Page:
The media has a penchant for hailing new medical "breakthroughs" and "miracles" — even when there's no evidence to back up those claims.
Now researchers have quantified how often this baseless overhype actually occurs. Spoiler: It's very common, so be wary whenever you see those terms.
A group of American cancer researchers, writing in this week's issue of the journal JAMA Oncology, measured how often 10 superlatives were used to describe new cancer drugs in the press. (The list of terms included "breakthrough," "game changer," "miracle," "cure," "home run," "revolutionary," "transformative," "life saver," "groundbreaking," and "marvel.") They searched Google News to see when these phrases were used in connection with cancer drugs, and then read the articles to see if there was any evidence to back up the wild claims.
In half the cases, terms like "breakthrough," "miracle," and "cure" were used to describe medicines that hadn't even been approved yet by regulators. So not only were these drugs not yet available to patients, they also hadn't even passed scrutiny by the Food and Drug Administration. Even worse, about 14 percent of the time these terms were used, the drugs actually had no human data behind them. This means journalists were calling a drug a "miracle" or "cure" when it had only been tested on mice or cell cultures.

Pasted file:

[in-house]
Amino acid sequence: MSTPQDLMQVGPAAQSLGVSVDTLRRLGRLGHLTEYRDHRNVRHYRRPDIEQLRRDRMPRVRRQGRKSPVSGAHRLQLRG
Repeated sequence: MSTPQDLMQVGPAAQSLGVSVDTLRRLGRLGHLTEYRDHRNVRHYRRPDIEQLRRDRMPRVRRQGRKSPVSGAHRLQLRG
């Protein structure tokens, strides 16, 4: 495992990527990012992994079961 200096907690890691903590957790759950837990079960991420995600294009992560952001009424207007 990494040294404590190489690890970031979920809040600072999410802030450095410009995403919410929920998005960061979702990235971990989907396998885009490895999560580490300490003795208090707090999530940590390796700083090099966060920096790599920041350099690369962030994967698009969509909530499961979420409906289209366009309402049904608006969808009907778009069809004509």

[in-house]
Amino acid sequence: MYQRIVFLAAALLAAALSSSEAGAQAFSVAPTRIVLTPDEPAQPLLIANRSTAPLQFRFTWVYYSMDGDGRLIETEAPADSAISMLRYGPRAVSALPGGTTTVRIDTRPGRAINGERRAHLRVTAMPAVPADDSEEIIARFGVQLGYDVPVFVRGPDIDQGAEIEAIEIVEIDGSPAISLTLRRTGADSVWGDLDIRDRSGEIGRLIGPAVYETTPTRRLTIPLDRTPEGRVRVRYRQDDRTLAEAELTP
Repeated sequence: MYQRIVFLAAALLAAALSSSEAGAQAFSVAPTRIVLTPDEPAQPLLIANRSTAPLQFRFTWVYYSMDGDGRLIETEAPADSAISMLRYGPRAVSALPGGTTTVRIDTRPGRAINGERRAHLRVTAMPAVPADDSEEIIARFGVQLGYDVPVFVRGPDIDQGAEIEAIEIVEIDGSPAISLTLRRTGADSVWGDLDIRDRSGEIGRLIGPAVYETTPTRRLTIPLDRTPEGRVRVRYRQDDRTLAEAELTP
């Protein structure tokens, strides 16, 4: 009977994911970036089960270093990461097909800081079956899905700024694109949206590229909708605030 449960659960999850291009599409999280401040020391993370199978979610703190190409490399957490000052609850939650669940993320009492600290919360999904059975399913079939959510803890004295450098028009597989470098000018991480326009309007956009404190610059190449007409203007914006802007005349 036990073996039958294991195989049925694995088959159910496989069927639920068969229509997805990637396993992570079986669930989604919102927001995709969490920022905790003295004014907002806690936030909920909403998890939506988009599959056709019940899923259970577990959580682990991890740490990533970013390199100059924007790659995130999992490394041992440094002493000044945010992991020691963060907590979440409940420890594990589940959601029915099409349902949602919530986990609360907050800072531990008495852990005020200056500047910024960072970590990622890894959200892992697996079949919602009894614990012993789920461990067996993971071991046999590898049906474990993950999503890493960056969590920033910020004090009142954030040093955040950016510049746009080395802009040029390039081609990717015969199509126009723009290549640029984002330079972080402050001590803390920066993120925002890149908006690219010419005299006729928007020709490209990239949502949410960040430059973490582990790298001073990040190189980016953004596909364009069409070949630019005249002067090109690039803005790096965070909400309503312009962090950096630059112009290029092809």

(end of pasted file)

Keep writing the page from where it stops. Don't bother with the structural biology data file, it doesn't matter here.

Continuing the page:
The most frequent medications being hyped were targeted drugs such as immunotherapies, which are right now considered the vanguard of cancer research.
So who's to blame for overhype? The superlatives were most commonly deployed by journalists themselves — in about 55 percent of cases. But it's not just the media at fault here. In about 30 percent of cases, doctors themselves were quoted using language like "miracle" or "game changer" to describe new cancer drugs, often without good justification. This jibes with other studies finding that a great deal of medical hype in the press often comes from universities and hospitals themselves.
Medical overhype has become a pervasive problem. Overselling not only misleads patients but also helps inform misguided policies, pressures regulators to speed through substandard drugs, and, worst of all, creates false hope in people who may be desperate for cures that never come. It has to stop.